Okay, second up, bioenergy. Now, this is a huge topic, and I am not going to be able to do it justice. But this is a whistle-stop tour. So there are quite a lot of uses. You can use it for electricity, for heating, for cooking, for transport. It also comes in lots of different states, so it could be solid, those of the wood pellets or just the wood that Jim mentioned. It could also be liquid and you may well have heard of biofuels used for transport, even seen them on petrol forecourts. And then last of all, we've got a range of gases that can be from plants. So one of the main ones there is actually, I don't know, some of you may well have your food waste, which is currently being collected separately by your local council. And if that's happening, then there's a good chance that is being taken off and being used to produce what's called biomethane. And that occurs naturally when wet wastes breakdown under certain circumstances. And at the moment in the UK, we are actually upgrading some of that and piping it back into the gas network, so it may actually be powering some of your homes already. So we got biomethane, and I've mentioned here briefly hydrogen if you strip out the carbon as we discussed.#
Okay. So the key thing that I really want you to remember here is that the supply of this stuff around the world is limited by certain factors. So most of it needs land to produce and it needs to be done in a sustainable way if you're going to see the benefits in emissions terms. And so there's a lot of research which goes into trying to estimate how much of this stuff we really have and essentially it is limited. Even if we try and expand it and that means that we really need to use it as efficiently as possible. So two quick examples. When I and colleagues looked at this a couple of years ago, we looked at all of the evidence and essentially the numbers that we came out with were that if you were to take our best estimate of what sustainable supply could be and so you were to use that for air travel, then it's actually likely that that air travel could use up all of your supply globally. And that is dwarfed by the amount that you might need if you were to take all the plastics that we currently use and trying to switch them over to plant plastics. So that's the key thing.#
Okay, so it's controversial for two reasons. Firstly, there is a huge range in terms of the potential benefits. If you're doing it right, so you're using waste, you're replanting, et cetera, then it can be really, really good in carbon terms, but at the very, very worst end of the range, in worst-case scenario, it can actually be worse than fossil fuels. And that we don't think is very common, at the Committee, but it is a risk. There are also a lot of issues to with the fact that it comes from land, so you may well have heard in the news that they have been historical cases of it, driving up food prices where land has been used to produce energy crops instead of food. So you have to be doing it right. You have to have the right systems in place. And some people would argue that you're more likely to be able to do that if you're looking at UK sources rather than international sources.#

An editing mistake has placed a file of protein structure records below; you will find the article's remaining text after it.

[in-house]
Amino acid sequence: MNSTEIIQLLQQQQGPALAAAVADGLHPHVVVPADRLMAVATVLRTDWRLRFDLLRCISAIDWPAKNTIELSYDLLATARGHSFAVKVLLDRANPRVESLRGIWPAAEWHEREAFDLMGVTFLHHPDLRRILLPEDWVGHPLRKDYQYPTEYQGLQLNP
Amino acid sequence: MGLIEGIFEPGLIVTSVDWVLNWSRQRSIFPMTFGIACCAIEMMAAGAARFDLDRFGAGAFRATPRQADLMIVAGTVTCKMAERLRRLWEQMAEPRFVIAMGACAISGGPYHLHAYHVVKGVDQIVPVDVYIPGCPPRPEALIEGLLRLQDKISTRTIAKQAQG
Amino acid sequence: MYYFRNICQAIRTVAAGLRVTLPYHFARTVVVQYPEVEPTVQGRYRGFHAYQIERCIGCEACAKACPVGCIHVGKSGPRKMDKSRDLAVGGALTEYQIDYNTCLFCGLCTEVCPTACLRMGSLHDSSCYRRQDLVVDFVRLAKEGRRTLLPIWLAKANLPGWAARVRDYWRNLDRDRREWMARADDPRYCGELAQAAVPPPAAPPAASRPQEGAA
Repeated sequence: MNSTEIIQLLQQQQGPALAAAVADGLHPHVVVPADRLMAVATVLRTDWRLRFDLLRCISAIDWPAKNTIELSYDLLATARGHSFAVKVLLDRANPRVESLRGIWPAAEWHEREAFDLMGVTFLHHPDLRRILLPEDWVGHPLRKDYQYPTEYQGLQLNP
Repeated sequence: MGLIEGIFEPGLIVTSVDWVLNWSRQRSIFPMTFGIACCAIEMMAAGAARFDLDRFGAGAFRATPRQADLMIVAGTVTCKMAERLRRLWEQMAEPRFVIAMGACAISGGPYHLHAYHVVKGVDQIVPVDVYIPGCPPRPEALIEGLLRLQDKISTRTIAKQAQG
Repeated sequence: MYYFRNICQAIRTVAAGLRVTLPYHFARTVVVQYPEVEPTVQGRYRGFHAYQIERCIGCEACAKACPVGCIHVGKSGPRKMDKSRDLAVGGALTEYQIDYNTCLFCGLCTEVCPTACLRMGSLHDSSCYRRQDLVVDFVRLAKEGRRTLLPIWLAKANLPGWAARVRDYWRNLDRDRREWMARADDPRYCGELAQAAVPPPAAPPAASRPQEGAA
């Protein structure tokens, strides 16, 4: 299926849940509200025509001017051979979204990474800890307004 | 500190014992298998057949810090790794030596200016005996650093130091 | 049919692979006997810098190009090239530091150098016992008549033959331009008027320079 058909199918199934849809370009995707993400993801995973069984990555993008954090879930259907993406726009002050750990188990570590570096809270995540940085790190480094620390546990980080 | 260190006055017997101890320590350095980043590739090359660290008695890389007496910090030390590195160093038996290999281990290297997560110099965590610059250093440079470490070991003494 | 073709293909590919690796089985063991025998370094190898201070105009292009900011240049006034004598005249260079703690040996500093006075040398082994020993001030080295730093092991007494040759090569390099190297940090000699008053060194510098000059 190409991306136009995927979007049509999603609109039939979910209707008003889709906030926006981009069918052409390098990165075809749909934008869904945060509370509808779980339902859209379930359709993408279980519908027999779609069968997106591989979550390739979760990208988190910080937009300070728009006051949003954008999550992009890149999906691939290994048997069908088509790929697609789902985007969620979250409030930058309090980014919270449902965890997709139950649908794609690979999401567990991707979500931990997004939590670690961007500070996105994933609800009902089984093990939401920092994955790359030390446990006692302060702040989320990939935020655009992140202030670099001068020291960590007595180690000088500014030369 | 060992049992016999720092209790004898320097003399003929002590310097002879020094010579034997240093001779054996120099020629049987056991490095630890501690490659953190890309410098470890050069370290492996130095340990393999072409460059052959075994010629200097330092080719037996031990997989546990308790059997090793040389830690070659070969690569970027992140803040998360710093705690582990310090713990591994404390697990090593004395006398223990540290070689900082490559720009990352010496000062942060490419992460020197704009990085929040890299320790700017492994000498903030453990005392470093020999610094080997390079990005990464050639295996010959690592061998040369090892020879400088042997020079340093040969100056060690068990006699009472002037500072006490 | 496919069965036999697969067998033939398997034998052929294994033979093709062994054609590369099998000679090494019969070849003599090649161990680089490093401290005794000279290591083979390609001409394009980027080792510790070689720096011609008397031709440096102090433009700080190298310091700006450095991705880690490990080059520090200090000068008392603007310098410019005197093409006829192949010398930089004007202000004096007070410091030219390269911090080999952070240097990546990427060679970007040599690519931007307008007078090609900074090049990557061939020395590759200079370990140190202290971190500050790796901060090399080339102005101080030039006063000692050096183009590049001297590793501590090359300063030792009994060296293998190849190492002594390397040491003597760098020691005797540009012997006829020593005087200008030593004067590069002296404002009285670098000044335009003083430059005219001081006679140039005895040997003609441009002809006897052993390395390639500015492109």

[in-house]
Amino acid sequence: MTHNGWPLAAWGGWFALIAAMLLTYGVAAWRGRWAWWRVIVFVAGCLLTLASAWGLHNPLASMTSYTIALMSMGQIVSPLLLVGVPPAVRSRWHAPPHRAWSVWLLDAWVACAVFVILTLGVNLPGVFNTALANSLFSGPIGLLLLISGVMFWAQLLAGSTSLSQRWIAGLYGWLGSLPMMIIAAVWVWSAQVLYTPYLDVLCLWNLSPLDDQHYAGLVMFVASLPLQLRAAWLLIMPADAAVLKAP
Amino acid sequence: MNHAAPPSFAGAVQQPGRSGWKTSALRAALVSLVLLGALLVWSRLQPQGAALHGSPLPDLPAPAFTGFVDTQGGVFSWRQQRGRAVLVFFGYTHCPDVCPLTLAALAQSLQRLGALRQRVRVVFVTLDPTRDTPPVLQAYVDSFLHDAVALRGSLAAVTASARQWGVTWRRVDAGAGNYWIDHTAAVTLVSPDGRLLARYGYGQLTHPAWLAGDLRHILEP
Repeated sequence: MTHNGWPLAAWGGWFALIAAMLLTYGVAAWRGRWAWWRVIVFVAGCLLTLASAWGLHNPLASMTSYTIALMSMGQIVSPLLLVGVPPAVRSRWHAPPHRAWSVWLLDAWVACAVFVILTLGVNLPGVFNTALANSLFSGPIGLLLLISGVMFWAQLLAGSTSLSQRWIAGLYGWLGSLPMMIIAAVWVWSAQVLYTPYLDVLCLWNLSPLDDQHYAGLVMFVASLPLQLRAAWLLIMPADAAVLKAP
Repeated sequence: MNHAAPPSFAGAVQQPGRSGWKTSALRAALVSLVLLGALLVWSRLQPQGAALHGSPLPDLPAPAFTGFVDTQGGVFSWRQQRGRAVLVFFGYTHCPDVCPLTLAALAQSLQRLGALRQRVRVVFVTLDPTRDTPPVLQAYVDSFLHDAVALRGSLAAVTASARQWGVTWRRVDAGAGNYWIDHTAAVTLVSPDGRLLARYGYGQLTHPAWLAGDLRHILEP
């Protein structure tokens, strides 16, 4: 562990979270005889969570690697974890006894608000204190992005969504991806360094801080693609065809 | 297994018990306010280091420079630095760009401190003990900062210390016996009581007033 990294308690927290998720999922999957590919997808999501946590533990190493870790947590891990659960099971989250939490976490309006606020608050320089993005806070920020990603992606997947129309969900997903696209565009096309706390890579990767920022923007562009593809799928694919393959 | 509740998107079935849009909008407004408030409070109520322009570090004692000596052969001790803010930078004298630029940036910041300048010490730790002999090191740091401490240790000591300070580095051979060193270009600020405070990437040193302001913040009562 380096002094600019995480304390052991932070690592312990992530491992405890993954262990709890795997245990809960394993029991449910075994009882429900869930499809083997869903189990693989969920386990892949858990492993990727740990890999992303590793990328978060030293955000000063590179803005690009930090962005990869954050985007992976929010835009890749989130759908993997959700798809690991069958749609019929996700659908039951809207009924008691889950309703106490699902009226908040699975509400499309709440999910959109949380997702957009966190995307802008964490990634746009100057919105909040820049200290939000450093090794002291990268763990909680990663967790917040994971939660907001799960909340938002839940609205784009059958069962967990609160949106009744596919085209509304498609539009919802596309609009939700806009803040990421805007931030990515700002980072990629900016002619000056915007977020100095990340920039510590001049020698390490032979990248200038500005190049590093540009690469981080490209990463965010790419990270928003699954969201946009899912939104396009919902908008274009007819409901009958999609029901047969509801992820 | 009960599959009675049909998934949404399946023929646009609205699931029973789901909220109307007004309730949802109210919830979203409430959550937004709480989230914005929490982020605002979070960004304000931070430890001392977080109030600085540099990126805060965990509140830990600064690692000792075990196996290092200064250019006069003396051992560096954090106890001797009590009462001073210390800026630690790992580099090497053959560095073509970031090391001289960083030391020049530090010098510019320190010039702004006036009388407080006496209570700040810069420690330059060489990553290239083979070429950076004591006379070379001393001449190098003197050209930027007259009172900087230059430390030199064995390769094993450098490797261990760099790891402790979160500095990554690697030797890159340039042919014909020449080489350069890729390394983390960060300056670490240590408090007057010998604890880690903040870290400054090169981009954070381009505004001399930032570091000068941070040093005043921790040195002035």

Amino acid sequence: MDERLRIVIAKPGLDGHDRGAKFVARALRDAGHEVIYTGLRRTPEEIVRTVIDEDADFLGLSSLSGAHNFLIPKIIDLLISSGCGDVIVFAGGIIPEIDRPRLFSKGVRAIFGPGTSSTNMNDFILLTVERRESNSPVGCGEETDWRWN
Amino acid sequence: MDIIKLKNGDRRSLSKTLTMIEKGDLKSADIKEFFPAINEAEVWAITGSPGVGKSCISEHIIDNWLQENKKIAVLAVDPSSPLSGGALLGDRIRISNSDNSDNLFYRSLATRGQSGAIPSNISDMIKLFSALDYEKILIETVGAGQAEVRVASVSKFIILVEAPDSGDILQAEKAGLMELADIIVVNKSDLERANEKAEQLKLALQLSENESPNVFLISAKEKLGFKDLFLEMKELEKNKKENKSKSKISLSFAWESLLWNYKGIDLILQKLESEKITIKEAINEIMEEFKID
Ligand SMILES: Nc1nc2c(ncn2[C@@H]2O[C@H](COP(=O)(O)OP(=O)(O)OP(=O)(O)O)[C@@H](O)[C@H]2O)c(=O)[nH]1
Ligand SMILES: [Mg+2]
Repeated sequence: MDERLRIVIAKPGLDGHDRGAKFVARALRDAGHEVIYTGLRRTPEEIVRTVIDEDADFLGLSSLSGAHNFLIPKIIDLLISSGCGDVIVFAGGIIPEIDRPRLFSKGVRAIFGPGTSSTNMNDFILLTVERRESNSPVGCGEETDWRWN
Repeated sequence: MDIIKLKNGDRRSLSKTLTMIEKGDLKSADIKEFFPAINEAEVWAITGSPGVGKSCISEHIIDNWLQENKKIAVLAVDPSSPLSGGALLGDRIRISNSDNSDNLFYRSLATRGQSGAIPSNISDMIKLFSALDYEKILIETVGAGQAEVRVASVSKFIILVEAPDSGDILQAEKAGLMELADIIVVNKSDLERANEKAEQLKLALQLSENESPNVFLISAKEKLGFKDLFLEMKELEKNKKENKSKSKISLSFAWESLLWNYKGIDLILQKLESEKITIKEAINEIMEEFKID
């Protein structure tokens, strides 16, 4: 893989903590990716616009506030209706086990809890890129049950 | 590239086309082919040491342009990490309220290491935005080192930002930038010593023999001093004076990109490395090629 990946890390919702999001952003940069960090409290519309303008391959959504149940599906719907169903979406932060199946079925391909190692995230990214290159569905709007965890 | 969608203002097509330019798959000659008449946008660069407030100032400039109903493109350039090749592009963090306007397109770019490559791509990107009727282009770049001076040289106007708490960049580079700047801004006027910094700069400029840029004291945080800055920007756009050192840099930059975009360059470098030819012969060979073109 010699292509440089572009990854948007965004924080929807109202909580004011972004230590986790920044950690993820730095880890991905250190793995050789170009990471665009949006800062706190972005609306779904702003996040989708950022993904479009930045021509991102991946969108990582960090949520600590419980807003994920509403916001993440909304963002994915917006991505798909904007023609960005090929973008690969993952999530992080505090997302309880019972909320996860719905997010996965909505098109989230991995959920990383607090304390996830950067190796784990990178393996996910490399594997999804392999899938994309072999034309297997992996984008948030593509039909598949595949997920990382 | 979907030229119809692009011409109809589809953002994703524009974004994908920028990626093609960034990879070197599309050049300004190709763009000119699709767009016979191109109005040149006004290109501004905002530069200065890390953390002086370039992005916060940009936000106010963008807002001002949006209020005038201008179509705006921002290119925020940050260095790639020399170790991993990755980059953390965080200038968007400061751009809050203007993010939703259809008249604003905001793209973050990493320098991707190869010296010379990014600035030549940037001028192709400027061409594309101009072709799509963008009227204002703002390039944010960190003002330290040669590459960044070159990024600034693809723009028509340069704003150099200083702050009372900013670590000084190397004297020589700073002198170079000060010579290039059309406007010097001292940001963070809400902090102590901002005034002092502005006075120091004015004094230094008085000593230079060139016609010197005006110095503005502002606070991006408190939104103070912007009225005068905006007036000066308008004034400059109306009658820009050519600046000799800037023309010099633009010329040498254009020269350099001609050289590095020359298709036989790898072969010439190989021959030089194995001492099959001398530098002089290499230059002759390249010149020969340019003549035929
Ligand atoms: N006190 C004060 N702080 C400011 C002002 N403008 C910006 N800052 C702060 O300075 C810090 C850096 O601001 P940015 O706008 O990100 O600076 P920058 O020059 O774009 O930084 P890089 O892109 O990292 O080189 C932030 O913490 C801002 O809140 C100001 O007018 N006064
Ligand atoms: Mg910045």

Now, finally, very quickly I'm going to mention synthetic fuels. These aren't currently being discussed at the same level as hydrogen and bioenergy, but we wanted to touch on them briefly. They are mainly being considered by parts of the energy system where you really don't have other options. So the example really I've got here, is air travel, and particularly long haul air travel, where the aviation industry don't think that, according to their best estimates, they'll be able to use things like electric planes. And as we heard biofuels are limited. So then that pushes you to look at other things, and one of the things you could do is try manufacture fuels that you could burn in a plane and you might do this by taking hydrogen, combining it with a source of captured carbon and then you'd get the synthetic fuels. And essentially some people clearly think they could play a role. Other people are concerned about the potential cost. And we think that the bit where you use the carbon, if you do this rather than storing it, it could be five times more expensive. So there's a real question as to whether the aviation industry are going to take this forward and that is something we'll come to briefly in the transport session. Okay. Thank you.
Sarah: So again, I'm just gonna give you some time to write down the question each that you would most like to ask Jenny.